Friday, August 09, 2019

Americans arrested abroad for social media or other online content; how big a problem?



The Washington Post, in a story by Sudarsan Raghavan, reports that a dual American citizen Egyptian national Reem Mohamed Desouky, who works as a teacher in Lancaster PA, was arrested and detained in Cairo when she arrived with her 13 year old son, for “administering social media accounts critical of the regime”.

Egypt, like many authoritarian countries, has strict laws against criticizing the regime, believing that “free speech” leads to uncontrollable civil unrest. It has arrested other travelers, as from Lebanon.  What is less clear is if it would arrest Americans or foreigners who are not Egyptian.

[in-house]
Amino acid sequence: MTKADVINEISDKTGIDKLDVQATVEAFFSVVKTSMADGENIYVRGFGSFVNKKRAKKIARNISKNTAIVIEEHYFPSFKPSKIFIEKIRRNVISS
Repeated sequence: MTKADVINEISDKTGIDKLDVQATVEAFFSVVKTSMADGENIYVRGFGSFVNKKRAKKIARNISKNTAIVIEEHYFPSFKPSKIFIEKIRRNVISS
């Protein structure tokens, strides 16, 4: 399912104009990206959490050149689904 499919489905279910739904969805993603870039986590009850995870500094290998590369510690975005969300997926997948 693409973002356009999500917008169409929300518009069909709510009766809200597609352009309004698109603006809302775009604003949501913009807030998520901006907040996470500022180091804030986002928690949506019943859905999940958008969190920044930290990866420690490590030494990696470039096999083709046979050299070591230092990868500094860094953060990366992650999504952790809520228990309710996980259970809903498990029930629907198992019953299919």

The question needs to be asked before traveling to any authoritarian country.

There would also be a question as to whether this policy applies only to major social media platforms, but also to hosted websites.
  
  
For example, I might be arrested if I traveled to one of these countries (or tried to visit China) as it would be simple for authorities to check my “online reputation” in search engines.
  
Since I have announced a massive scale-back of my online presence to happen at the end of 2021 (in about 28 months) travel to these countries might be conceivable afterwards.  But the Internet archive could also be checked.
   
It’s worth looking at the video above to know whether you can be prosecuted for violations of US laws when traveling overseas (if you are from the US). Sometimes you can.

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